In terms of wrinkle prevention advice that is medically legitimate, peer reviewed, etc. etc. not smoking and wearing sunscreen daily is what is going to make your skin look awesome in twenty years. But you are twenty something. The realities that are coming are that 1. you will age and 2. you can't really stop it. Enjoy being young :-) And wear sun screen and don't smoke. I spent too much time in my twenties wringing my hands over things I couldn't control and feeling old at, like, age 29, which is silly. I'd also go easy on the botox, but that's just personal preference. I have pretty imperfect skin and feel much better about my appearance (and am more wrinkly!) in my thirties than in my twenties.
posted by mermily at 12:13 PM on December 29, 2014 [5 favorites]

In her mid-50s, my mother had the youngest looking skin of anyone I knew her age.

- never tans, always wears a hat/sunscreen
- drinks lots of water
- never uses makeup
- washes with soap and water
- suffered from acne into her 30s (more oil in her skin)
- was overweight (thus fewer wrinkles)

Okay - not all of that is possible or desirable (especially overweight - much worse in the long run).

But I have pretty good skin and people often think I'm 10 years younger than I am (37). Partly, this may be genetic (see above re:mom - we both have relatively thick skin and tend to slightly oily skin), but also I also wear makeup only occasionally, don't intentionally tan, drink lots of water, and wash my face with either just a washcloth and water or a gentle scrub (walnut shell pieces in a moisturising scrub).
posted by jb at 12:21 PM on December 29, 2014

One thing that really helps my skin more than facials ever did is using a Clarisonic (I use the sensitive brush) and, in my case, lots of Cetaphil moisturizer. Your skin may be different, but this made a huge difference in how my skin feels and looks. Also nthing sunscreen and a hat/staying out of the sun when possible.
posted by three_red_balloons at 12:22 PM on December 29, 2014

Echoing sunscreen. You can't stress it enough. My dad who has had more skin cancer spots removed than any ten people should said his dermatologist said most of the damage showing up as cancer in his 60s was done in his teens and 20s.
posted by cecic at 12:23 PM on December 29, 2014 [1 favorite]

For the kind of acne it sounds like you have, I had great results with Epiduo, which is a prescription topical made up of adapalene a milder synthetic retinoid than Retin-A (so it works as both an anti-acne thing and age-fighter - easier for sensitive skin to tolerate than Retin-A), and benzoyl peroxide. (Personally, I would stay away from Accutane because of the possible side effects, but that's a cost-benefit analysis for you to make.)

2nding an exfoliant - AHA or BHA (salicylic acid) - that link above also explains what they're supposed to do.

2nding a Vitamin C serum to help brighten skin tone and offer antioxidant protection from damage - it may help with the dark spots, a bit. Kojic or mandelic acid treatments can be more effective for melasma, but the Vitamin C is good to use daily. Hydroquinone does work, but it can have some weird side effects.)

Nthing sunscreen. You'll especially need it if you use the other stuff, because all that makes your skin photosensitive and will invite more dark spots, otherwise. A lot of sunscreens are cloggy, though. Two that haven't broken me out (of the dozens I've tried): La Roche Posay's Anthelios Ultra-Fluid Lotion SPF 60 for a chemical option, very protective and sits nicely under makeup - not sure if it's available in the States, though, as it's got Mexoryl (which works really well), and Derma-e's Antioxidant Natural Sunscreen SPF 30 Oil-Free Face Lotion (16% zinc). It's untinted and "non-nano"* so leaves a very slight white cast - if you're a WoC, you might want to try one that's tinted. (See this on chemical vs. physical sunscreens. I've switched to that physical now, because, well, I'm a worrier.) A lot of people have reactions to sunscreens with titanium dioxide (I did), and do better with zinc.

*There was some concern around the safety of nano-sized zinc particles, but it looks like people are less worried about it than they were.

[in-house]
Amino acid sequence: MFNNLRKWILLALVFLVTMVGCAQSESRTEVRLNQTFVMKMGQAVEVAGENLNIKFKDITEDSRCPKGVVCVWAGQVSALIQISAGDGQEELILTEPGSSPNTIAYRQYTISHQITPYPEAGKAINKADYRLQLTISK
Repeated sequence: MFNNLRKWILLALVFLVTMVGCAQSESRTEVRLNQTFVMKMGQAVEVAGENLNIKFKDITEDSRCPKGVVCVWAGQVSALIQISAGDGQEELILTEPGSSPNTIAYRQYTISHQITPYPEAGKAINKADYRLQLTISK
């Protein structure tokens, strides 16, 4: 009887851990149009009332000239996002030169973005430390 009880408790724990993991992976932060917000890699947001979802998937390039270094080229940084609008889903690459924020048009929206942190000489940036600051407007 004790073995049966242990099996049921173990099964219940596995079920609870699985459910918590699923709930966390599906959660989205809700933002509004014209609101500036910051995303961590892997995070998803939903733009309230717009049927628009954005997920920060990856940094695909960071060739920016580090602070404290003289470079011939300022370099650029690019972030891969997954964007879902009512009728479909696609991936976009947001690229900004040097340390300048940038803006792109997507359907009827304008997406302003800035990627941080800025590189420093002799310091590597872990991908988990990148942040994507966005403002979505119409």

posted by cotton dress sock at 2:19 PM on December 29, 2014

Yes, this might be obvious, but moisturize every single day. I also have sensitive skin and I use one with oatmeal in it.
posted by chainsofreedom at 2:23 PM on December 29, 2014

Two relevant books are "Feed Your Face", and "The Hormone Cure". Both will help you make diet changes that should help the cystic acne and melasma. I don't get cystic acne but I get monthly breakouts like clockwork and have been looking into diet-related answers because I'm tired of slathering my face in chemicals to control them and I don't want to be on the pill.

Nthing a good broad-spectrum (UVA and UVB) sunscreen. Borage oil is a good supplement for wrinkles.
posted by lafemma at 2:47 PM on December 29, 2014 [1 favorite]

I am a sunblock devotee, and have always worn cover-ups in the sun. But that stuff is not sure fire magic. I've worn more sunblock in my life than anyone I know, and I still have all of the signs of aging that you mention. I'm a 32-year-old with serious crow's feet.

Not saying that sunblock is useless. Definitely use it. But over 20 years of sunblock devotion has not halted my aging that much. Some of this is your genes.

Retinoids are pretty great, though. If you can tolerate them.
posted by Coatlicue at 3:46 PM on December 29, 2014

Spironolactone made a huge difference for hormonal acne. I was scared to take it because of the list of potential side effects, but I haven't had any that would make me go off it.

Also, Paula's choice 2% BHA liquid makes a difference that other people can see.

I also use sunscreen, have tried Vitamin C, retinoids. Sunscreen is probably working, but I can't test that on myself. The Vitamin C and retinoids made no noticeable difference for me.

Good luck!
posted by pizzazz at 3:56 PM on December 29, 2014

One more thing: wear sunglasses and a brimmed hat whenever possible, don't squint.
posted by fshgrl at 4:52 PM on December 29, 2014

Please do NOT wash your face with soap. The ph is much higher than your skin's and can destroy your skin barrier. Soap is not made for the face. Use a gentle, ph-neutral cleanser that doesn't foam too much. (Foam can be drying.)

She also uses moisturizer and avoids any kind of exfoliation or anything else that damages her skin. No facecloths and so on.

Vigorous physical exfoliation is certainly bad for the skin, but gentle chemical exfoliation (which is what retinal, glycolic acid etc. do) is good for cell turnover and can help keep your pores clean if you are acne-prone. Please read up on all this somewhere. I highly recommend (for the second time) Reddit's SkincareAddiction forum.
posted by LoonyLovegood at 4:37 AM on December 30, 2014

Response by poster: Thank you for all the responces !
posted by jk9119 at 8:10 PM on January 5, 2015